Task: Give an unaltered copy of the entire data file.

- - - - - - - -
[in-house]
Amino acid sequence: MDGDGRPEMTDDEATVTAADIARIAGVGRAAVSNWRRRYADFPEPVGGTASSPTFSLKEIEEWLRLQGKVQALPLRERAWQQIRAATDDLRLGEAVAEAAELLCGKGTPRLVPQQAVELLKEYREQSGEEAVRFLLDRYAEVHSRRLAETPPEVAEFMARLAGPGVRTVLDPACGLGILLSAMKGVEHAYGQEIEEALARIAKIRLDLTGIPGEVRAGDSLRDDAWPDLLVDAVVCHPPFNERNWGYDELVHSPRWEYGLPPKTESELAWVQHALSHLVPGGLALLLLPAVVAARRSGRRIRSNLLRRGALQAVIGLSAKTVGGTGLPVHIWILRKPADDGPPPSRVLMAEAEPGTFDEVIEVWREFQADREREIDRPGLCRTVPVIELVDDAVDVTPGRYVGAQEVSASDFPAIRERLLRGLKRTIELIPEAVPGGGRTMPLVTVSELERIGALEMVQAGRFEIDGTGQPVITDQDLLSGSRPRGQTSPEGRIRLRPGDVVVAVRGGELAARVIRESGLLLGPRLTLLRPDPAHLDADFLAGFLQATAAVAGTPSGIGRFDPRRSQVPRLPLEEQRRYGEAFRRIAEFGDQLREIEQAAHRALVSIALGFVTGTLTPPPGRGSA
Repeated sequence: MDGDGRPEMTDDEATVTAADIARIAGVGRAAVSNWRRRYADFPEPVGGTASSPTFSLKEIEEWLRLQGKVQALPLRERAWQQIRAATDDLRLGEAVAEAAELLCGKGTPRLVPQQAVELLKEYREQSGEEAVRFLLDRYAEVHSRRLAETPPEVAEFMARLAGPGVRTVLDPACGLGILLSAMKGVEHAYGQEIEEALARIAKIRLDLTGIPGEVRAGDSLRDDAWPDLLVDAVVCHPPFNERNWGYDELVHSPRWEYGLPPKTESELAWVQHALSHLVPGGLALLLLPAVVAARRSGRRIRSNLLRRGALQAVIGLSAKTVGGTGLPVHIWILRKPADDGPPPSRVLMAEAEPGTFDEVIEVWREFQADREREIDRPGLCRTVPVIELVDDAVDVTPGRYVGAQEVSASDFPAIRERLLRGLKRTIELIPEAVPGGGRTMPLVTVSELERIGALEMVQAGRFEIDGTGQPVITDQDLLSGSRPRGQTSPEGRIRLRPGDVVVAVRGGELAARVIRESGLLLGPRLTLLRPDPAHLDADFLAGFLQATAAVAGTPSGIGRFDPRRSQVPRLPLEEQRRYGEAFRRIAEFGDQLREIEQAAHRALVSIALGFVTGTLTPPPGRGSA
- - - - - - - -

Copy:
[in-house]
Amino acid sequence: MDGDGRPEMTDDEATVTAADIARIAGVGRAAVSNWRRRYADFPEPVGGTASSPTFSLKEIEEWLRLQGKVQALPLRERAWQQIRAATDDLRLGEAVAEAAELLCGKGTPRLVPQQAVELLKEYREQSGEEAVRFLLDRYAEVHSRRLAETPPEVAEFMARLAGPGVRTVLDPACGLGILLSAMKGVEHAYGQEIEEALARIAKIRLDLTGIPGEVRAGDSLRDDAWPDLLVDAVVCHPPFNERNWGYDELVHSPRWEYGLPPKTESELAWVQHALSHLVPGGLALLLLPAVVAARRSGRRIRSNLLRRGALQAVIGLSAKTVGGTGLPVHIWILRKPADDGPPPSRVLMAEAEPGTFDEVIEVWREFQADREREIDRPGLCRTVPVIELVDDAVDVTPGRYVGAQEVSASDFPAIRERLLRGLKRTIELIPEAVPGGGRTMPLVTVSELERIGALEMVQAGRFEIDGTGQPVITDQDLLSGSRPRGQTSPEGRIRLRPGDVVVAVRGGELAARVIRESGLLLGPRLTLLRPDPAHLDADFLAGFLQATAAVAGTPSGIGRFDPRRSQVPRLPLEEQRRYGEAFRRIAEFGDQLREIEQAAHRALVSIALGFVTGTLTPPPGRGSA
Repeated sequence: MDGDGRPEMTDDEATVTAADIARIAGVGRAAVSNWRRRYADFPEPVGGTASSPTFSLKEIEEWLRLQGKVQALPLRERAWQQIRAATDDLRLGEAVAEAAELLCGKGTPRLVPQQAVELLKEYREQSGEEAVRFLLDRYAEVHSRRLAETPPEVAEFMARLAGPGVRTVLDPACGLGILLSAMKGVEHAYGQEIEEALARIAKIRLDLTGIPGEVRAGDSLRDDAWPDLLVDAVVCHPPFNERNWGYDELVHSPRWEYGLPPKTESELAWVQHALSHLVPGGLALLLLPAVVAARRSGRRIRSNLLRRGALQAVIGLSAKTVGGTGLPVHIWILRKPADDGPPPSRVLMAEAEPGTFDEVIEVWREFQADREREIDRPGLCRTVPVIELVDDAVDVTPGRYVGAQEVSASDFPAIRERLLRGLKRTIELIPEAVPGGGRTMPLVTVSELERIGALEMVQAGRFEIDGTGQPVITDQDLLSGSRPRGQTSPEGRIRLRPGDVVVAVRGGELAARVIRESGLLLGPRLTLLRPDPAHLDADFLAGFLQATAAVAGTPSGIGRFDPRRSQVPRLPLEEQRRYGEAFRRIAEFGDQLREIEQAAHRALVSIALGFVTGTLTPPPGRGSA